Hello all. Today, I decided to do an experiment to see just how effective ECU tuning is in-game, as well as how it translates to the real world.
Now, this isn’t a study of how much horsepower you can gain on turbocharged engines by simply ‘reflashing’ the ECU. Instead, this is a study of how large a difference you can make with a car’s cruising fuel economy by simply changing parameters in-game that would equate to nothing more than reprogramming the ECU on-the-fly while not driving in a spirited manner.
My experimental subject today will be this 5-door RWD hatchback, targeting the Family Sport demographic.
(Yes, the fixtures on this model are acting up a bit, that’s why this is open beta)
Every aspect of the car will be +3 quality.
The engine that I will be testing with is this 3.0L I6. It is N/A, DOHC 24V with VVT/VVL, and AlSi block/heads. It runs on premium fuel.
The first setup will be the engine in its ‘SPORT Tune’ configuration, with AFR set to 12.5 and ignition timing set to 100. It makes 273.9 hp @ 7200 RPM, and 241.9 lb-ft @ 4600 RPM.
When placed into the car, this is the fuel economy that the car returns:
27.4 MPG average, 33.9 MPG @ 75 MPH, and 50.7 MPG @ 43 MPH. That’s about average fuel economy for a car of this size with that much power.
Now let’s make a quick tweak to that engine. All I did was drop the AFR all the way down to 15.0, and tuned the ignition timing down to where the engine won’t knock. These are all things that an ECU is capable of doing on-the-fly without manual recalibration completely necessary.
As you can see, power and torque took a big drop by reducing the amount of fuel injected, as well as cutting back ignition timing. 245.3 hp and 216.4 lb-ft torque at the same RPMs; 10.5% reduction in power and torque. However, average fuel economy jumped by a significant margin, from 22.9% to 31.8%; a massive 38.9% increase in efficiency. Peak power and torque are meaningless when you’re just cruising down the highway, so the massive efficiency bonus is incredible, simply by adjusting AFR and ignition timing.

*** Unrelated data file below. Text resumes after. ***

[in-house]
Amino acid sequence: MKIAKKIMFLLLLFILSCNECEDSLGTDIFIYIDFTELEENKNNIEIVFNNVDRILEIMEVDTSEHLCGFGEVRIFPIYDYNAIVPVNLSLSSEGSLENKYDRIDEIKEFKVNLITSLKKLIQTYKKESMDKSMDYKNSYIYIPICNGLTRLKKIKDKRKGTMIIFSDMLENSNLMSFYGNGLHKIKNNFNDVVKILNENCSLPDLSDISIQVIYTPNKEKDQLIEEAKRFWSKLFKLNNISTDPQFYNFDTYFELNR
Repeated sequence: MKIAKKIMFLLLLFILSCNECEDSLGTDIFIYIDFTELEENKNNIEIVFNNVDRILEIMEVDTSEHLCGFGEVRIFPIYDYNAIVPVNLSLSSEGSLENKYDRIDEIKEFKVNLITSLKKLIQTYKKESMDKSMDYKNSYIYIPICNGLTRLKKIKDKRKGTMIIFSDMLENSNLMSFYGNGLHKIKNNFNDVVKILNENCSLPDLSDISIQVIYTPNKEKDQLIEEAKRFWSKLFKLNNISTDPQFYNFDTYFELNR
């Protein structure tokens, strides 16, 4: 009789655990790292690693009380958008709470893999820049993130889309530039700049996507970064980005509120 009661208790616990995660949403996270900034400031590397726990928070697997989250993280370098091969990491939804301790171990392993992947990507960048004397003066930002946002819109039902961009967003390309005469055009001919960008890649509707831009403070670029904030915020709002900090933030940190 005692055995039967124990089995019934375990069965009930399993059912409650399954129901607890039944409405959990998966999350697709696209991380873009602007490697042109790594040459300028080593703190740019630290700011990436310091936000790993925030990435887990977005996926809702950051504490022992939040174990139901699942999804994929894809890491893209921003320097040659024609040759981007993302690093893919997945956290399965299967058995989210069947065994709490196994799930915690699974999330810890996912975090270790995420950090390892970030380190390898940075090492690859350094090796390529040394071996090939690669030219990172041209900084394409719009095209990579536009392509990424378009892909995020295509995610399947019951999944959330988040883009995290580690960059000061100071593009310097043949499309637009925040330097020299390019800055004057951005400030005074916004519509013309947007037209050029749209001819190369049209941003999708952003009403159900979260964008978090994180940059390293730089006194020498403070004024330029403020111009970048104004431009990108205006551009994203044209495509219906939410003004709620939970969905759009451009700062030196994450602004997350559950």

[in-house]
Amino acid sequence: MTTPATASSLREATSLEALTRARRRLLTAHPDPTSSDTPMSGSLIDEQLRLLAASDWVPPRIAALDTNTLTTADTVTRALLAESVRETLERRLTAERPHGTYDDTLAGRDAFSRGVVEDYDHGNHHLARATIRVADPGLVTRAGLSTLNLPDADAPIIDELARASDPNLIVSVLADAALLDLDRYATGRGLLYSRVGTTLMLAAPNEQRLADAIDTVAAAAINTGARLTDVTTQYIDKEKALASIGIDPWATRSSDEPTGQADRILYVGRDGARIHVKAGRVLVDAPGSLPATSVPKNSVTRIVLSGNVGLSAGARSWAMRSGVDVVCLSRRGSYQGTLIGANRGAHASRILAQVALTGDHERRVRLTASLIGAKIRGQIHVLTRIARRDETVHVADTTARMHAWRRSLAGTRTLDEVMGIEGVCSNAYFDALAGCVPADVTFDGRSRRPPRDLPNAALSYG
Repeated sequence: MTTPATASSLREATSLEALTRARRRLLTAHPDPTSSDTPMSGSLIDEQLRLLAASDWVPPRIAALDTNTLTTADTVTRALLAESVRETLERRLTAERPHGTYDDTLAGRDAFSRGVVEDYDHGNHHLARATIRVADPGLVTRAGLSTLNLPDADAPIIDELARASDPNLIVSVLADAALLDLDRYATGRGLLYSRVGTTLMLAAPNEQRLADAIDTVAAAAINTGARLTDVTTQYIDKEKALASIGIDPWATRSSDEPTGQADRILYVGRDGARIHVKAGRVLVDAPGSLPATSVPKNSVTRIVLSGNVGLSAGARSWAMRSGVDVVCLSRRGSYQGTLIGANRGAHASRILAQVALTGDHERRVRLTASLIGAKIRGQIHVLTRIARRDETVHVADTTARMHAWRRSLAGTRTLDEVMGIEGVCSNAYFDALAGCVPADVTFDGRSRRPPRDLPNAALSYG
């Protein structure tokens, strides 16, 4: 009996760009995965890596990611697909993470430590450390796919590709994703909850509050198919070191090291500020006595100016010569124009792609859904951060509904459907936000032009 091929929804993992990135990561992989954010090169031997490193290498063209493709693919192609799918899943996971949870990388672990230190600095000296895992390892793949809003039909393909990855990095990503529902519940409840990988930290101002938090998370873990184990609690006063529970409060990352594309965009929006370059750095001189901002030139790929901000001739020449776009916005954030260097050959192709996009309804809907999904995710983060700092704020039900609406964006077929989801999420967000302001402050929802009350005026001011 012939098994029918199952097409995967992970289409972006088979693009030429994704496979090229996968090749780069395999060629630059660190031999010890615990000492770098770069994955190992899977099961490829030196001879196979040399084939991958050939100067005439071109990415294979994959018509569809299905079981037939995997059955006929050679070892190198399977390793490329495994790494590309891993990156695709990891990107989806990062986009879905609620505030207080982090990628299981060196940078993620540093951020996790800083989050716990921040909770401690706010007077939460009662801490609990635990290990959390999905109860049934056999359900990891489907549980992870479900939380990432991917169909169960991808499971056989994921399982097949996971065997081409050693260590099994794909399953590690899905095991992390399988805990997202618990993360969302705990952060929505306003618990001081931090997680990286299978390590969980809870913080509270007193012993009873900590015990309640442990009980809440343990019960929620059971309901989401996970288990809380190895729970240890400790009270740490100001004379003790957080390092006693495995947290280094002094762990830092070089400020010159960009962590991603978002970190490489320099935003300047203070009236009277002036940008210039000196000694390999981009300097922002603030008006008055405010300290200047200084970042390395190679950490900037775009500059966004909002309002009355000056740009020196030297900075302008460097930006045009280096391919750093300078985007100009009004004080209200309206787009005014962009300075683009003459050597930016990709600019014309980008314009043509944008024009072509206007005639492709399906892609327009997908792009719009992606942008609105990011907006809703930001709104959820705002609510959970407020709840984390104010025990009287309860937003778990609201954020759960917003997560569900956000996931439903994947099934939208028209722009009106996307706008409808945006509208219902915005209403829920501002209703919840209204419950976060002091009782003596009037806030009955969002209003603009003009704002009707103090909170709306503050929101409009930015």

Now let’s look at the car’s fuel economy with this new state of tune:
Absolutely massive increases in fuel economy can be seen here. 38.8 MPG average, 47.3 MPG @ 75 MPH, and 73.6 MPG @ 43 MPH! Those are increases of 41.6% for the average, 39.5% @ 75 MPH, and 45.2% @ 43 MPH. Sure, straight-line performance is reduced, but if you’re just commuting in ECO mode to get the best gas mileage, the increase in efficiency is certainly worth it.
To summarize, by altering only AFR and ignition timing, which an ECU can do on its own almost instantaneously, you can have maximum performance when you want to drive spiritedly, or unbelievable fuel economy when just commuting or grabbing groceries.
So the real question is, why don’t cars in real life and in-game take advantage of such tuning to have both fuel efficiency and performance? Why must we make this compromise if the computers in our cars are able to make this drastic of an efficiency change while only sacrificing a small amount of maximum performance?
Thank you for reading, and I hope you enjoyed this quick experiment as much as I did.